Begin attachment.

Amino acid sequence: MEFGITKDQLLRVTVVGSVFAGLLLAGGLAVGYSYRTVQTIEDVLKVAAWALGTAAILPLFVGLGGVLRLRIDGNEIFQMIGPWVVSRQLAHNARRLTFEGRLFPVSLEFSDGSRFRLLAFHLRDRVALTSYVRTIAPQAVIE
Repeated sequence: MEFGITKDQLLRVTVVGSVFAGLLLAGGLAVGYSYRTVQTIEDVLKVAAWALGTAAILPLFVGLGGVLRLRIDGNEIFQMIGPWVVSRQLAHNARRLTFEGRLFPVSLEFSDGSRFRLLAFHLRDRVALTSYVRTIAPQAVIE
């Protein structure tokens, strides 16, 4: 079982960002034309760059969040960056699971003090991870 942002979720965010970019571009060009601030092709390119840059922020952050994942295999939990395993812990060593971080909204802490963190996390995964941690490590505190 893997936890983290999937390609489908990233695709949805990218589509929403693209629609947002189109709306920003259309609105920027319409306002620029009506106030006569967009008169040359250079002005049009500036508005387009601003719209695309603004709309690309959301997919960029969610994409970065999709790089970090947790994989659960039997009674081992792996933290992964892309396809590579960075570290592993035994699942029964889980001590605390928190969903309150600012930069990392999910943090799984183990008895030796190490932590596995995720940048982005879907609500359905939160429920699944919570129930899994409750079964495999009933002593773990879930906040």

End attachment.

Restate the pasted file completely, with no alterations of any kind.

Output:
Amino acid sequence: MEFGITKDQLLRVTVVGSVFAGLLLAGGLAVGYSYRTVQTIEDVLKVAAWALGTAAILPLFVGLGGVLRLRIDGNEIFQMIGPWVVSRQLAHNARRLTFEGRLFPVSLEFSDGSRFRLLAFHLRDRVALTSYVRTIAPQAVIE
Repeated sequence: MEFGITKDQLLRVTVVGSVFAGLLLAGGLAVGYSYRTVQTIEDVLKVAAWALGTAAILPLFVGLGGVLRLRIDGNEIFQMIGPWVVSRQLAHNARRLTFEGRLFPVSLEFSDGSRFRLLAFHLRDRVALTSYVRTIAPQAVIE
């Protein structure tokens, strides 16, 4: 079982960002034309760059969040960056699971003090991870 942002979720965010970019571009060009601030092709390119840059922020952050994942295999939990395993812990060593971080909204802490963190996390995964941690490590505190 893997936890983290999937390609489908990233695709949805990218589509929403693209629609947002189109709306920003259309609105920027319409306002620029009506106030006569967009008169040359250079002005049009500036508005387009601003719209695309603004709309690309959301997919960029969610994409970065999709790089970090947790994989659960039997009674081992792996933290992964892309396809590579960075570290592993035994699942029964889980001590605390928190969903309150600012930069990392999910943090799984183990008895030796190490932590596995995720940048982005879907609500359905939160429920699944919570129930899994409750079964495999009933002593773990879930906040």